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Train Accidents
Train Accident FAQ
Classification of Train Accidents
Railroad Crossing Accidents
Passenger Train Accidents
Train / Car Collision
Train / Pedestrian Accidents
Train-on-Train Collisions
Train Public Hazards
Improper Train Maintenance
Railway Accidents
Derailment
Excessive Cargo Load Accidents
Conductor Negligence
Wrongful Death
Union Pacific
Train Accidents
Train Accident FAQ
Classification of Train Accidents
Railroad Crossing Accidents
Passenger Train Accidents
Train / Car Collision
Train / Pedestrian Accidents
Train-on-Train Collisions
Train Public Hazards
Improper Train Maintenance
Railway Accidents
Derailment
Excessive Cargo Load Accidents
Conductor Negligence
Wrongful Death
Union Pacific
Train Accidents
Train Accident FAQ
Classification of Train Accidents
Railroad Crossing Accidents
Passenger Train Accidents
Train / Car Collision
Train / Pedestrian Accidents
Train-on-Train Collisions
Train Public Hazards
Improper Train Maintenance
Railway Accidents
Derailment
Excessive Cargo Load Accidents
Conductor Negligence
Wrongful Death
Union Pacific

Railroad Crossings Accidents

There are over 1,600 accidents at train crossings every year— most at "unprotected" crossings.

In the first eight months of 2007, the Federal Railroad Administration (FRA) documented 8,241 accidents involving the railroad. Of those incidents, 531 involved fatalities. During the same period, the FRA reported that there were 1,692 incidents at public railroad crossings as well as 687 highway-rail injury incidents and 261 highway-rail death incidents.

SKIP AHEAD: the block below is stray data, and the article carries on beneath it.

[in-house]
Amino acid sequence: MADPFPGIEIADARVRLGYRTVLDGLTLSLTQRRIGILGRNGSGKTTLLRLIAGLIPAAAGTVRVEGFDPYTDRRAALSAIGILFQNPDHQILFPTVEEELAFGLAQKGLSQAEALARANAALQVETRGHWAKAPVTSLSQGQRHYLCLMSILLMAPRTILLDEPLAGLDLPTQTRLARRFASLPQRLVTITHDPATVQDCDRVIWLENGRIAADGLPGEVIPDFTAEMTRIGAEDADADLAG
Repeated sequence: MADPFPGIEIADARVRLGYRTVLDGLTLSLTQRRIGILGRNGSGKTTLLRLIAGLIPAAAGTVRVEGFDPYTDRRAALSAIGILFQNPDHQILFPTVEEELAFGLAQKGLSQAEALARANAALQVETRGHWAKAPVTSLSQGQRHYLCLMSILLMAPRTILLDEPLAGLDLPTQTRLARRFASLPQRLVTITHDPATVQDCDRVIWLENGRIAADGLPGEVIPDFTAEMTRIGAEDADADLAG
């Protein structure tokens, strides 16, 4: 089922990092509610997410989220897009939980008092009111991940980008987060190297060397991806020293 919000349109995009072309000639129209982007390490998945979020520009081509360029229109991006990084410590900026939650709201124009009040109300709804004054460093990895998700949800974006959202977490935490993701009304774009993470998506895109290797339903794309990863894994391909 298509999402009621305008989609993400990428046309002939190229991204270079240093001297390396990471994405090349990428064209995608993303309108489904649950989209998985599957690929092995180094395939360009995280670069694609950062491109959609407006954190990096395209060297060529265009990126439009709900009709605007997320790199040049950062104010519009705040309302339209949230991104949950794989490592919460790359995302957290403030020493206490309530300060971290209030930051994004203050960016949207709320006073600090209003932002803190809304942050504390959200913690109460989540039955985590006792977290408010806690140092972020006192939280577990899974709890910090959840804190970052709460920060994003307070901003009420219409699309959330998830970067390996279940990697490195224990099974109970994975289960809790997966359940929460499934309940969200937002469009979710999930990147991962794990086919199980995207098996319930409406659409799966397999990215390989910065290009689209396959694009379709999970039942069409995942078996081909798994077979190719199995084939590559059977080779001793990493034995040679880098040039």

Figures from the National Transportation Safety Board state that approximately 60 percent of all railroad crossing fatalities occur at “unprotected” or passive crossings. Passive crossings are those with no more than a railroad crossing sign. The statistics also state that “protected crossings,” those crossings with warning devices such as lights and gates, represent only 20 percent of the public railroad crossings in the United States.

Although railroad almost always have the right of way, there are times when a crossing may be deemed a unique and local safety hazard; thus requiring the railroad to take additional steps to safeguard motorists.

In deciding whether a particular crossing is a unique and local safety hazard, a jury may consider the following factors:

  • Whether federal regulations would require additional warnings
  • Whether sight distances or visibility are reduced at the crossing
  • Whether there are intersections with other roads near the crossing
  • Whether there is visual clutter at the crossing
  • Whether there had been prior accidents at the crossing

Injuries involving the railroad are often catastrophic in nature. This is true whether the incident involves a crossing accident or an injured railroad worker. For this reason, federal regulations have been established to provide protection for railroad workers as well as citizens at rail crossings. At Arnold & Itkin LLP, we have successfully won hundreds of thousands of dollars in settlements for our clients, and we may be able to do the same for you. Any train accident claim you wish to file on behalf of your accident and injury should not be done without the legal assistance of an injury attorney from our firm.

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